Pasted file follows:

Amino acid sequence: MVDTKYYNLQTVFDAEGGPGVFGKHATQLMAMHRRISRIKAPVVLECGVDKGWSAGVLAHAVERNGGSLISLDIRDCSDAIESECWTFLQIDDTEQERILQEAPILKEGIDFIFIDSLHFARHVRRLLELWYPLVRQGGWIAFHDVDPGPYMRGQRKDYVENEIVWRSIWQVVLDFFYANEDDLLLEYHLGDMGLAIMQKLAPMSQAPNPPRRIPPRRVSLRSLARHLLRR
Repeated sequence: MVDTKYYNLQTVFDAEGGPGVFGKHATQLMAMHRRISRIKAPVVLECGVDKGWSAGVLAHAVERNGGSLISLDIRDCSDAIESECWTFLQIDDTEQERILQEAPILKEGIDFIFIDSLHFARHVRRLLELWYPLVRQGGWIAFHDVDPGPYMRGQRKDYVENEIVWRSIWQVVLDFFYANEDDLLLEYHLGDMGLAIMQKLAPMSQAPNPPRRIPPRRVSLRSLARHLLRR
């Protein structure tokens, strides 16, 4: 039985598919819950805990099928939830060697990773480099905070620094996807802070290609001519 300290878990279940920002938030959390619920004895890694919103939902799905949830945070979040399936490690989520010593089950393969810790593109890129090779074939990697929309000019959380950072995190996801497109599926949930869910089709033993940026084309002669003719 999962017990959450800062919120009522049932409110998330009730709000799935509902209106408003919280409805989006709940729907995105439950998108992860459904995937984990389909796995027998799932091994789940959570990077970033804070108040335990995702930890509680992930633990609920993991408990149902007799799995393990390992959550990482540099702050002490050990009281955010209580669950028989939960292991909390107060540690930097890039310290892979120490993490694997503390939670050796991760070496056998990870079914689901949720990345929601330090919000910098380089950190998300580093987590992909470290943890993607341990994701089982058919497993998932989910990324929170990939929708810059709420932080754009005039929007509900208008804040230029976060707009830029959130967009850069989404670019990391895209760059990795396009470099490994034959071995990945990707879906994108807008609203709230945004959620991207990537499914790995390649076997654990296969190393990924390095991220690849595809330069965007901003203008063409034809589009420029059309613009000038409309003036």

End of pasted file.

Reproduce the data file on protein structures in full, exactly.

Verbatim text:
Amino acid sequence: MVDTKYYNLQTVFDAEGGPGVFGKHATQLMAMHRRISRIKAPVVLECGVDKGWSAGVLAHAVERNGGSLISLDIRDCSDAIESECWTFLQIDDTEQERILQEAPILKEGIDFIFIDSLHFARHVRRLLELWYPLVRQGGWIAFHDVDPGPYMRGQRKDYVENEIVWRSIWQVVLDFFYANEDDLLLEYHLGDMGLAIMQKLAPMSQAPNPPRRIPPRRVSLRSLARHLLRR
Repeated sequence: MVDTKYYNLQTVFDAEGGPGVFGKHATQLMAMHRRISRIKAPVVLECGVDKGWSAGVLAHAVERNGGSLISLDIRDCSDAIESECWTFLQIDDTEQERILQEAPILKEGIDFIFIDSLHFARHVRRLLELWYPLVRQGGWIAFHDVDPGPYMRGQRKDYVENEIVWRSIWQVVLDFFYANEDDLLLEYHLGDMGLAIMQKLAPMSQAPNPPRRIPPRRVSLRSLARHLLRR
């Protein structure tokens, strides 16, 4: 039985598919819950805990099928939830060697990773480099905070620094996807802070290609001519 300290878990279940920002938030959390619920004895890694919103939902799905949830945070979040399936490690989520010593089950393969810790593109890129090779074939990697929309000019959380950072995190996801497109599926949930869910089709033993940026084309002669003719 999962017990959450800062919120009522049932409110998330009730709000799935509902209106408003919280409805989006709940729907995105439950998108992860459904995937984990389909796995027998799932091994789940959570990077970033804070108040335990995702930890509680992930633990609920993991408990149902007799799995393990390992959550990482540099702050002490050990009281955010209580669950028989939960292991909390107060540690930097890039310290892979120490993490694997503390939670050796991760070496056998990870079914689901949720990345929601330090919000910098380089950190998300580093987590992909470290943890993607341990994701089982058919497993998932989910990324929170990939929708810059709420932080754009005039929007509900208008804040230029976060707009830029959130967009850069989404670019990391895209760059990795396009470099490994034959071995990945990707879906994108807008609203709230945004959620991207990537499914790995390649076997654990296969190393990924390095991220690849595809330069965007901003203008063409034809589009420029059309613009000038409309003036």